August 13, 2009
Reasons to Read Deeply
Many of our students don’t read well. They read slowly, struggle with the vocabulary and retain little. They need stronger reading skills—to succeed in college and in life. We need to encourage them to read deeply, to read for understanding and retention, but how do we do that? Roberts and Roberts suggest six ways to entice students to read at deeper levels.
1. Intrinsic interest—Students (like the rest of us) read deeply what they find of interest. The challenge for us is to find course-related material of interest to students. Once interest in something is piqued, motivating more reading on the topic is not as difficult.
2. Curiosity—Can we make students curious about what’s in their assigned readings? We can try. For example, we could pose an interesting question, taking a few minutes to play with the question before telling students that they’ll find the answer in the reading assigned this week. Or, we say that there’s something in the text that really explains how/why a particular theory works. “If you don’t really understand this, and of course success in this course depends on you understanding this, you’ll want to spend some time with the reading assignment.”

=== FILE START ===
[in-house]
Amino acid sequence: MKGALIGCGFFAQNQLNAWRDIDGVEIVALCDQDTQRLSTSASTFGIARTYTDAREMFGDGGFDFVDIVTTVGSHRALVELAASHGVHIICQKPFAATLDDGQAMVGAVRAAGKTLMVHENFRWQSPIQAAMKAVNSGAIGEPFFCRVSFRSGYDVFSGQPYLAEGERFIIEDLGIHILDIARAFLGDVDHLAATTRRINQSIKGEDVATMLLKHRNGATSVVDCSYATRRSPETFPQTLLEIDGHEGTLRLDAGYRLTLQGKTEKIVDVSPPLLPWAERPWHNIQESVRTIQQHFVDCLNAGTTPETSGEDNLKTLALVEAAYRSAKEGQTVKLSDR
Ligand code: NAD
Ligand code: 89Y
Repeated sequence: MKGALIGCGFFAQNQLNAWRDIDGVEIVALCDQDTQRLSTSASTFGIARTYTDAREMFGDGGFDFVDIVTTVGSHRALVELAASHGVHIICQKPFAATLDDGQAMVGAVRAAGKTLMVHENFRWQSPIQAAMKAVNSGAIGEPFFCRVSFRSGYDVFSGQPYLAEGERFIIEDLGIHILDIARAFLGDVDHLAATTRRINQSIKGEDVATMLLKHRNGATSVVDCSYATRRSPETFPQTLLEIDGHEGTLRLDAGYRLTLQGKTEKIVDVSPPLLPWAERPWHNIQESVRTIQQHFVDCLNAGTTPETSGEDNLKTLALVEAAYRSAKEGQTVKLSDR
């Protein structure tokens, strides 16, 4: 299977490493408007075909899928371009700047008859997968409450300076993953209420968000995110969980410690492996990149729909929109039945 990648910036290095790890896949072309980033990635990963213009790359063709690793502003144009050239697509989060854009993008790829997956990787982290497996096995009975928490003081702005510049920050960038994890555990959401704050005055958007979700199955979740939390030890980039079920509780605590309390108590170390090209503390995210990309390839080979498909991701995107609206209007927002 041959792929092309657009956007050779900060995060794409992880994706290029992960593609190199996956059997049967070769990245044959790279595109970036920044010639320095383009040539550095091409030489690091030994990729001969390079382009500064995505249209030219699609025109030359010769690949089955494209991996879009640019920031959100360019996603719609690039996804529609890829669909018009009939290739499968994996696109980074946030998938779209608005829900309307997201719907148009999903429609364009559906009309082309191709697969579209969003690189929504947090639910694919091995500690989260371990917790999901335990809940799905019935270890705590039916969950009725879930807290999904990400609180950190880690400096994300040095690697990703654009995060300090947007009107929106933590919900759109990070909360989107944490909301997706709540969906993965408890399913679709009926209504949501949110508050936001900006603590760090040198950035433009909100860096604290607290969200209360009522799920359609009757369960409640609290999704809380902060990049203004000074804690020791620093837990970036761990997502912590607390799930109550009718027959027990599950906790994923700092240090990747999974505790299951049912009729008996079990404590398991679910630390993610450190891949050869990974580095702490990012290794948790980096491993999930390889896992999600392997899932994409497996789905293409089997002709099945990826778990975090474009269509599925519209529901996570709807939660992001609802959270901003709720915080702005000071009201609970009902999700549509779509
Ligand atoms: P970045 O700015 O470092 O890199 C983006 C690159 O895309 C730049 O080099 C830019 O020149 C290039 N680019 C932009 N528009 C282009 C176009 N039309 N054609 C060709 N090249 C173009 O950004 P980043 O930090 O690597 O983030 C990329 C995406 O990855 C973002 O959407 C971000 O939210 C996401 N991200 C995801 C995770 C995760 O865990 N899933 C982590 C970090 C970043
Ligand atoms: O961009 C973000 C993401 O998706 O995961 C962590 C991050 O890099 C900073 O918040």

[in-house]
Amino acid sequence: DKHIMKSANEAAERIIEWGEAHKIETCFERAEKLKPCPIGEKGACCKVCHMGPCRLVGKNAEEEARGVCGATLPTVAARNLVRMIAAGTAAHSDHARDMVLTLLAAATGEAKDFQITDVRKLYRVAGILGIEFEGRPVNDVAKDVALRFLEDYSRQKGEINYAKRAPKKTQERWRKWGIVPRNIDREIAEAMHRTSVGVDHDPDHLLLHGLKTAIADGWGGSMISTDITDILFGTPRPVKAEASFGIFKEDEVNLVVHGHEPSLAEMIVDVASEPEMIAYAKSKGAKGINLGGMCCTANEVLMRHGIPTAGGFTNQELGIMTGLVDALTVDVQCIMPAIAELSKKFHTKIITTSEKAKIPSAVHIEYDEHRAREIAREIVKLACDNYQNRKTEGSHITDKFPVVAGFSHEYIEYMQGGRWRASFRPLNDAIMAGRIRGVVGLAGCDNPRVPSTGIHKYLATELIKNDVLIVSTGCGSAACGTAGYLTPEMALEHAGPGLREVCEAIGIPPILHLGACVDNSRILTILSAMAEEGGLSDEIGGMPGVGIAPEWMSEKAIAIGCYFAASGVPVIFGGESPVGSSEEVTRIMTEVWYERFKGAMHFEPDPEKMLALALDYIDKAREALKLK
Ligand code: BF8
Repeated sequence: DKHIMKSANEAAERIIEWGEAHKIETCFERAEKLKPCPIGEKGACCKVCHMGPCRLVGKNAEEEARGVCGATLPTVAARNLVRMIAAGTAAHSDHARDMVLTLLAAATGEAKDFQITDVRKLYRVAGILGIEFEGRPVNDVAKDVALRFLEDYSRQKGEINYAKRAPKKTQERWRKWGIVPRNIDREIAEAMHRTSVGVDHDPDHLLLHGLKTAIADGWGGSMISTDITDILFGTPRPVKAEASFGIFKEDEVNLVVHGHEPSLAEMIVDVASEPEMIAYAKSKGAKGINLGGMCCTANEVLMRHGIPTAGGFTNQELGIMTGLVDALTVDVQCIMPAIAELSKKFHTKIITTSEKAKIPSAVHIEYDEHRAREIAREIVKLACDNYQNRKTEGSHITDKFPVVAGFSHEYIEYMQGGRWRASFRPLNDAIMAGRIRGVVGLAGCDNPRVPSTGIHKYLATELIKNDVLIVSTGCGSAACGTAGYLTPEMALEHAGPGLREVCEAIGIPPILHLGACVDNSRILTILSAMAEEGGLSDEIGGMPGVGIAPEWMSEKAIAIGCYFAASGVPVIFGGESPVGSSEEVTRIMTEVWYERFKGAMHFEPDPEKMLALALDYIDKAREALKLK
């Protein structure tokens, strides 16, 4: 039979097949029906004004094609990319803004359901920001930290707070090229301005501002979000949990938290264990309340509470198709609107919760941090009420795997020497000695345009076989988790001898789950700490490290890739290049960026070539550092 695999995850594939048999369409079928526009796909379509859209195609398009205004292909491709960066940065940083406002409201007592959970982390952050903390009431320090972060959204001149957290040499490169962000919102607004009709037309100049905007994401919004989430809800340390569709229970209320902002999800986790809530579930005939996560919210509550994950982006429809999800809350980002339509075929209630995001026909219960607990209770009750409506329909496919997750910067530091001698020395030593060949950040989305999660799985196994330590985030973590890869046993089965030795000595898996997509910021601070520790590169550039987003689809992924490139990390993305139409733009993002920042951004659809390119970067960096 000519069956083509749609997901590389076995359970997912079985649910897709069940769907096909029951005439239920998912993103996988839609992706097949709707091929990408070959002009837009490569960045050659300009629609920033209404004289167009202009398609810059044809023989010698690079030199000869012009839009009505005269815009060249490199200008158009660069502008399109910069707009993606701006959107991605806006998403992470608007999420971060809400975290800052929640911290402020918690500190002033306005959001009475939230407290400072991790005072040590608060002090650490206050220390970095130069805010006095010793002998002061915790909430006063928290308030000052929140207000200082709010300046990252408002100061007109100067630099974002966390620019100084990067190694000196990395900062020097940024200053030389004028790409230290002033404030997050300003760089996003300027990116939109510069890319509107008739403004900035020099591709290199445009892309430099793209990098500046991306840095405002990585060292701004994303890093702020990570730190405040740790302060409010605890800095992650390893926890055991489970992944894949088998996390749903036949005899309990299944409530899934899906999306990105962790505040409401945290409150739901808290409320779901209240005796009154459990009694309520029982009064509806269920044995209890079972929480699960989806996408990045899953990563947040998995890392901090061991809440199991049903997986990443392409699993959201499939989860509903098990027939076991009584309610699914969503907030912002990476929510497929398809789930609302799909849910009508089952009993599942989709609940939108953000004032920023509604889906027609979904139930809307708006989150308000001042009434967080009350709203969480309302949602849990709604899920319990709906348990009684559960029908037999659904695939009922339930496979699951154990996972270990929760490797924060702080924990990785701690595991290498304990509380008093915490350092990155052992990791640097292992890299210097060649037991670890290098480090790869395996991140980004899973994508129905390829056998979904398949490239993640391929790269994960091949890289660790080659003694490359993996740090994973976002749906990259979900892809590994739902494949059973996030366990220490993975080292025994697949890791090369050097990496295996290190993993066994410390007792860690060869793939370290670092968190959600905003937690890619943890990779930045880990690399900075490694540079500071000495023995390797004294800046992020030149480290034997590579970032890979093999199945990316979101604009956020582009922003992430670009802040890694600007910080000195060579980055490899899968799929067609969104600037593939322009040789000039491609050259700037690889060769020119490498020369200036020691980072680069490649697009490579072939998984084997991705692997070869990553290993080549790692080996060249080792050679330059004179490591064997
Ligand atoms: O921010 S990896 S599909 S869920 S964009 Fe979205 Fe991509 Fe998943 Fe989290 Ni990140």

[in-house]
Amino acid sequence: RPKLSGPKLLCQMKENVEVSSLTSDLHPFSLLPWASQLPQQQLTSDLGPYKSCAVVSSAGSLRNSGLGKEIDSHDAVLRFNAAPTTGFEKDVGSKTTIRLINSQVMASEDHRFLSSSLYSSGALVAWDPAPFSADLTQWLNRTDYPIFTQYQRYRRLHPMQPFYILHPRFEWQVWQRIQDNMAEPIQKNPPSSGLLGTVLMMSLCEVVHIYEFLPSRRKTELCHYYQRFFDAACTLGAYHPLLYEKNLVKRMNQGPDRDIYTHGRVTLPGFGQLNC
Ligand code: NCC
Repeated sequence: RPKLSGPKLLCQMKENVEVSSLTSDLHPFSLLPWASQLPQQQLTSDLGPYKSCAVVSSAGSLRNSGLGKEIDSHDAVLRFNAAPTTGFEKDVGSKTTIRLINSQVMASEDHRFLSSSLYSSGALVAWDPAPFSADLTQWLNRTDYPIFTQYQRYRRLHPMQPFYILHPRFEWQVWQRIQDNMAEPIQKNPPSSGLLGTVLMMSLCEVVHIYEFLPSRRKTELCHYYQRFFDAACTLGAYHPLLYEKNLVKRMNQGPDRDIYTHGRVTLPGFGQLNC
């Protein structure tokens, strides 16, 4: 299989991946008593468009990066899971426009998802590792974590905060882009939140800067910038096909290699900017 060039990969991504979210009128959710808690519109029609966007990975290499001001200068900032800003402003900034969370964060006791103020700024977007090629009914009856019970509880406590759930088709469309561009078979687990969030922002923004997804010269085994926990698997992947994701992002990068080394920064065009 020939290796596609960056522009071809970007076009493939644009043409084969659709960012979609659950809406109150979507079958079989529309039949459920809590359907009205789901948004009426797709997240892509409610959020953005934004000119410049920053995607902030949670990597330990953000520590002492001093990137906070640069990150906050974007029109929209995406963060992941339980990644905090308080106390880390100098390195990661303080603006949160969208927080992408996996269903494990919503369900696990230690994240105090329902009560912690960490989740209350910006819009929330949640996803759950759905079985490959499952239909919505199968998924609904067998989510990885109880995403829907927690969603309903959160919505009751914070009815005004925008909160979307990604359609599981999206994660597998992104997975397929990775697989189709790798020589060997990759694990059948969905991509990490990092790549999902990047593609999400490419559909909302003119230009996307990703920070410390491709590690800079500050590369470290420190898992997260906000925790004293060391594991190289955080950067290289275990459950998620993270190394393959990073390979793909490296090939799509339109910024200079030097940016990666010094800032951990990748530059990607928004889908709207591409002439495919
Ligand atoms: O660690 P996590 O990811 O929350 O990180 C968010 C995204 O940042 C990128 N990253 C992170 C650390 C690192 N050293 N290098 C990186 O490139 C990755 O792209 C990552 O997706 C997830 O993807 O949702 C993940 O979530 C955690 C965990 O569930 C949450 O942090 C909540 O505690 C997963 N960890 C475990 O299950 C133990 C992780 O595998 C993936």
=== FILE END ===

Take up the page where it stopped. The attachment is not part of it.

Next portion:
3. Connections—When an assigned reading relates to students lives, to their beliefs or to their future ambitions, there a reason to read. Teachers do sometimes forget that connections between content and life issues that are perfectly clear may not be as obvious to students. We shouldn’t be reluctant about pointing out those connections. “If you’re planning on staying married for life, you’ll want to thoroughly understand the chapter on conflict resolution.”
4. Deep reading makes material easier to remember—You have to get students doing some deep reading in order for this to work, but most students do know that what they memorize the night before is gone the moment they finish the exam. If they experience how really understanding something in a course makes it so much easier to remember and how that makes learning tasks more enjoyable and rewarding, deep reading might be something they end up doing for themselves.
5. Perspective taking—If the readings themselves pull students in, engage them by challenging beliefs, proposing alternatives and different views, and offering interesting anecdotes, that engages readers and keep them in the text for longer.
6. Requiring higher-order thinking—“If texts and papers allow the students to be successful with only rote memorization … there is little enticement to read deeply.” (p. 130) The same is true of tests. Questions must make students do more than regurgitate.
Reference: Roberts. J. C. and Roberts, K. A. (2008). Deep reading, cost/benefit, and the construction of meaning: Enhancing reading comprehension and deep learning in sociology courses. Teaching Sociology, 36 (April), 125-140.